Courtesy can mean that confrontation is avoided, leading to indirect or evasive responses or ironic speech. Decisions are made from the top-down, so expect that meetings may not result in an immediate response. They may be more productive towards later decisions.
Business lunches and dinners are common practice, especially in metropolitan centers like London.
Greetings and Personal Space
In business, practice formal language. No slang. No acronyms and reliance on popular culture. Maintaining good posture also makes a good impression.
Handshakes and a little small talk will start most meetings. Unlike Asia, which prefers a softer handshake if any, a firm handshake and smile are ideal. This is the most touching the English consider polite in business (and often in personal relationships). They do not hug or kiss in greetings.
Large hand gestures and overly expressive body language will seem coarse and unfit.
British Gestures: Beware of Accidental Insults
While may cultural similarities exist, there are a few British gestures to be mindful of.
Two fingers can be vulgar in several ways.
First, imagine a peace sign, but put the index finger and middle finger together. Sticking these two fingers up is the equivalent of flipping someone off in America. These fingers are bow fingers, which were cut off English archers in previous wars.
Second, keeping that peace-sign V and turning it upside down is another obscenity. Avoid it.
Tapping the side of your head can indicate someone has smarts in the United States. Unfortunately, it means someone is stupid in the UK.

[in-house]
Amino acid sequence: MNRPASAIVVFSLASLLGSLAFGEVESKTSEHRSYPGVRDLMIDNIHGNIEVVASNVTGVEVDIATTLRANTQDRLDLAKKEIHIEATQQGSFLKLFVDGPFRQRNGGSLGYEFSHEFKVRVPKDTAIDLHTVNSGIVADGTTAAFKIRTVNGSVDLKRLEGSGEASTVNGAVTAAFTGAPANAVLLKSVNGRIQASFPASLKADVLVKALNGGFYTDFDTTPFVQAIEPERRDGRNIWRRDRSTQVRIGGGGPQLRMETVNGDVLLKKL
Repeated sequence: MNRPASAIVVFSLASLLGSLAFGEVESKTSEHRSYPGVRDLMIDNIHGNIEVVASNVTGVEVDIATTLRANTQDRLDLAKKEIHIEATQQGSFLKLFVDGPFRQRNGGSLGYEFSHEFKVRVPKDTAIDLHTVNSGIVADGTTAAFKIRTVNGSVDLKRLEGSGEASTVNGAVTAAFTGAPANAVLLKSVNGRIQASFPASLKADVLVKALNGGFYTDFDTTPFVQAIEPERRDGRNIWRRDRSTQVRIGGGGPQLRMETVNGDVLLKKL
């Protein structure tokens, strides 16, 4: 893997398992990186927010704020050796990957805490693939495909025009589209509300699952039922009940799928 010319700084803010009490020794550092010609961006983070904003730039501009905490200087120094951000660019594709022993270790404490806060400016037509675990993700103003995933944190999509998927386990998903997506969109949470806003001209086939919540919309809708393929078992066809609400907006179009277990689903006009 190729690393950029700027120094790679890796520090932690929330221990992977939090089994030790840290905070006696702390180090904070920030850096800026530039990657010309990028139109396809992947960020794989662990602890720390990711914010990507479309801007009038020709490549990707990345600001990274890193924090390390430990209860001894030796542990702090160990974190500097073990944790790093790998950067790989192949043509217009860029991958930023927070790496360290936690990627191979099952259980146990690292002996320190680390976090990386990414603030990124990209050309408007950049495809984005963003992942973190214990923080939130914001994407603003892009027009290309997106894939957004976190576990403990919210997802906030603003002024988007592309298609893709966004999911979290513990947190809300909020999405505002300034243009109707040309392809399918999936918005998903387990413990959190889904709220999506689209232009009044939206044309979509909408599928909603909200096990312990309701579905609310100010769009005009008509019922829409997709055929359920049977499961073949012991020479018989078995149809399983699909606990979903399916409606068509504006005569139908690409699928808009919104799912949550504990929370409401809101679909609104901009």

Gifts, Drinks, and Social Etiquette in the UK
Like the United States, gift giving is not a central part of business in the United Kingdom. There are standard courtesies that should be obeyed nonetheless.
If sending a thank you gift, a small gesture is acceptable. They follow the same guidelines as the United States.
Like in the US, inviting colleagues or business counterparts to lunch, dinner, or an event is appreciated. It is not required. If you invite someone out, you should expect to pick up the tab. It’s a courteous gesture.
Having drinks after work is commonplace and part of standard business practices. It’s called “pub culture” in the United Kingdom. It’s not too forward to invite colleagues and counterparts for drinks after work. Buying a round will curry favor.
Tips for Getting Around in the UK and London
Floors are numbered differently in much of the world than in the United States. The United Kingdom is no exception. If someone is on the ground floor, that is floor zero. (In the United States, this would be the first floor.) The above floors begin at the first floor. For example, the 3rd floor in Britain would be the 4th floor in the United States.
What is a flat?
A flat in England is an apartment. It usually refers to the whole floor, but sometimes is used simply to refer to any apartment.
What is a lift?
If someone tells you to take a lift, they mean the elevator—not the car share service. (Car share services are more available in England than in previous years.)
What is the tube?
The tube, or Underground, is the English subway and metro system. As noted previously, traffic in London can be impossible. The tube is a more effective way to travel.
Driving on the “wrong side” of the road.
British drivers are on the right-hand side of the vehicle, driving on the left-hand side of the road.